Two days later, Miami travel agency owner Darvin Williams took a similar decision, quietly spreading the word to employees that the agency was “no longer selling DR.”
“I am not a fan of the word ‘boycott,’ ” said Williams, noting that he did more than $600,000 in sales to Dominican resorts this year before making the “personal decision.”
“I am a fan of democracy and the vote. A country should be able to govern itself autonomously. But that doesn’t mean we have to financially support them,” he said.
Jean-Philippe Austin, a Miami doctor who runs Haitian Americans for Progress with his wife, Magalie, applauded such decisions.
On Nov. 11, the group wrote to the bar association informing it of the Dominican court’s ruling and what they called the Dominican Republic’s discriminatory history against Haitians.
“While American-based organizations cannot erase that history, they certainly should not endorse the Dominican government’s human rights violation through economic sponsorship,” the letter said.
“We are going to fight back and see if we can reverse it. It’s wrong, so wrong,” Jean-Philippe Austin said. “I don’t know if we will be successful, but I want the world to know what the Dominican Republic is doing to its own people.
“This happens to be one issue where the Haitian-American community, those of us who have the opportunity, who have a voice, should fight for people who have no voice.”
In announcing its decision, bar association president Patricia Rosier said it was calling on other “bar, governmental, and corporate leaders to condemn the action of the Constitutional Court of the Dominican Republic . . . and join us as we continue to Stand Our Ground For Justice.”
Roberto Martino, the lead singer of T-Vice, estimates that his group and Carimi stand to lose more than $30,000 as a result of the cancellations. But the money means little, he said, after seeing “how our Haitian brothers and sisters were being treated in the DR.”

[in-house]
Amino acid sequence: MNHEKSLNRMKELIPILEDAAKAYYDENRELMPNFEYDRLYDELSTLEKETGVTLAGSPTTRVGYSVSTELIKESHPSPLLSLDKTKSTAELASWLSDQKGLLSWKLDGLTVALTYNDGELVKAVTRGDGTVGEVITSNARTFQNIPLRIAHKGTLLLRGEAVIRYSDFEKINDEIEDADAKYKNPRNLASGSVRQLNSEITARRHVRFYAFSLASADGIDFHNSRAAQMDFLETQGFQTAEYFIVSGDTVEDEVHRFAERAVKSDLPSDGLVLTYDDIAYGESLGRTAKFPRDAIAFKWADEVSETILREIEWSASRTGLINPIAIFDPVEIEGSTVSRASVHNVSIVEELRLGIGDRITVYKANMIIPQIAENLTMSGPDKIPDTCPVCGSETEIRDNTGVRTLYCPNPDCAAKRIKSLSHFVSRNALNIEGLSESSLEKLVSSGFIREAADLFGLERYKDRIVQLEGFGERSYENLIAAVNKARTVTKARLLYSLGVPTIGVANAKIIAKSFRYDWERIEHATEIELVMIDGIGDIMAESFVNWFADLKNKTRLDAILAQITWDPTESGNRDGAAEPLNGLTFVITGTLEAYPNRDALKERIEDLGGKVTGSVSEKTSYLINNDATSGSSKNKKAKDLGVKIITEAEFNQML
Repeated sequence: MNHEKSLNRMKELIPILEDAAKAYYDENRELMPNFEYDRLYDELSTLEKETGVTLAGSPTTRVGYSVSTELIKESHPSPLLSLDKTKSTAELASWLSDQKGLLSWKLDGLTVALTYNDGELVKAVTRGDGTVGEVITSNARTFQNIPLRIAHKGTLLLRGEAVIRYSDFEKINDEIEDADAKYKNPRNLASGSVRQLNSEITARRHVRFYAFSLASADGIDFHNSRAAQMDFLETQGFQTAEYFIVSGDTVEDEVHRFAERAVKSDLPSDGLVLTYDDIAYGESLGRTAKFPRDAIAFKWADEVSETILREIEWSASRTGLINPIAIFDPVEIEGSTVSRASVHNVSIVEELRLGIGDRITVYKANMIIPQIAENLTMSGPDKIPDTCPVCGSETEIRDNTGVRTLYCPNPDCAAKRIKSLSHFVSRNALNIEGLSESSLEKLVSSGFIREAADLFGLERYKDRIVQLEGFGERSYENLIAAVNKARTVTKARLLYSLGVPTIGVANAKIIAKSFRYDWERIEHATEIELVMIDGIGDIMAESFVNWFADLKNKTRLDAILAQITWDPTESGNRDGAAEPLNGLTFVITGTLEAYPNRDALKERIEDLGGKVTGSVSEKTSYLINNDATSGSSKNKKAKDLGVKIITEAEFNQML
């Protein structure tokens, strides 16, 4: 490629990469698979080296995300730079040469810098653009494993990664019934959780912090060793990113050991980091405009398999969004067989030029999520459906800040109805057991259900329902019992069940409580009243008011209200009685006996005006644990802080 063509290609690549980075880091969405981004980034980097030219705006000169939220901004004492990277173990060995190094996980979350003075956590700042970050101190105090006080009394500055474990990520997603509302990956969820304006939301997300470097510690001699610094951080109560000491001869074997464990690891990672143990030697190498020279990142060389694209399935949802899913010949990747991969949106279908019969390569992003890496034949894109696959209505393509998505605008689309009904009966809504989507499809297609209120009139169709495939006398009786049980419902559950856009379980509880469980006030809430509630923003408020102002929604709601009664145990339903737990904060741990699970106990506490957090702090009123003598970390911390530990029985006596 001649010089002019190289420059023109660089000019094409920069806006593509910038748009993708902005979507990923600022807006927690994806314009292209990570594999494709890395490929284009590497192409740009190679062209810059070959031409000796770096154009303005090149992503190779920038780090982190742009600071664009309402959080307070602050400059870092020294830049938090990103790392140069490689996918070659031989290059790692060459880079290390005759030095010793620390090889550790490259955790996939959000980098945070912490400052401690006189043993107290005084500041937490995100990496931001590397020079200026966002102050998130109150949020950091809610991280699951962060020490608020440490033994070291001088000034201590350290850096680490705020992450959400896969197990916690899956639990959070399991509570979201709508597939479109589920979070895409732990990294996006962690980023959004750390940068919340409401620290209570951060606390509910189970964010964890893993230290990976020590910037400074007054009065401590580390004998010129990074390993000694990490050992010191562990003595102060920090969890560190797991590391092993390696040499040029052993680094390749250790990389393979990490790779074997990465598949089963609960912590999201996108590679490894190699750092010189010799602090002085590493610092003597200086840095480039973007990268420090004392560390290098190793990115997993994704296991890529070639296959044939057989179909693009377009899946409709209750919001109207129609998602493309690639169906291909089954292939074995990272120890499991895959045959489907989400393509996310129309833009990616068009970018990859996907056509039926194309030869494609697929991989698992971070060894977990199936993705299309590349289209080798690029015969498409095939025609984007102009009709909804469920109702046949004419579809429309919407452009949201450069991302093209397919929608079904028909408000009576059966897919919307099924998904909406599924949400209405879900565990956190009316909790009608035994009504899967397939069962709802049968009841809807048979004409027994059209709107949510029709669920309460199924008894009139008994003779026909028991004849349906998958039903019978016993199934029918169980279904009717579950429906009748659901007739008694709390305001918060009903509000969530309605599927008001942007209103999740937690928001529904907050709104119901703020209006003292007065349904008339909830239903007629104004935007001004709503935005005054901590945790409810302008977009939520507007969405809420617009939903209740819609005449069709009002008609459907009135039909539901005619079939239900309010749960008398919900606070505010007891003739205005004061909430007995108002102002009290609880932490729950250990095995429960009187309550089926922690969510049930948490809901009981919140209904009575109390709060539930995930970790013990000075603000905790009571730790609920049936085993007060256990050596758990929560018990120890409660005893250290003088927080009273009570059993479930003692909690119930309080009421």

“The response from our fans has been huge. They all support our decision. Many Dominican fans have written me as well to say that they understand and that not all Dominicans agree with what’s going on,” he said.
Richard Cave, lead singer of Carimi, said the band was “bombarded with emails and texts from Haitians living in the Dominican Republic” with complaints about discrimination.
But it was the story of a doctor born in the Dominican Republic of Haitian migrant parents, who is now being denied citizenship, that moved him, Cave said.
“It’s crazy. You are talking about a guy who studied and is almost part of the community,” he said. “We made the first step. The Haitian government has to make the second one.”
On Tuesday on the sidelines of a Petrocaribe meeting in Venezuela, Haiti and the Dominican Republic, which share the same island, agreed to resume talks over what they called issues of mutual interests with Venezuela serving as mediator.
Medina had called off the talks after Caribbean Community leaders formally condemned its decision and blocked its entry into their economic bloc because of the ruling.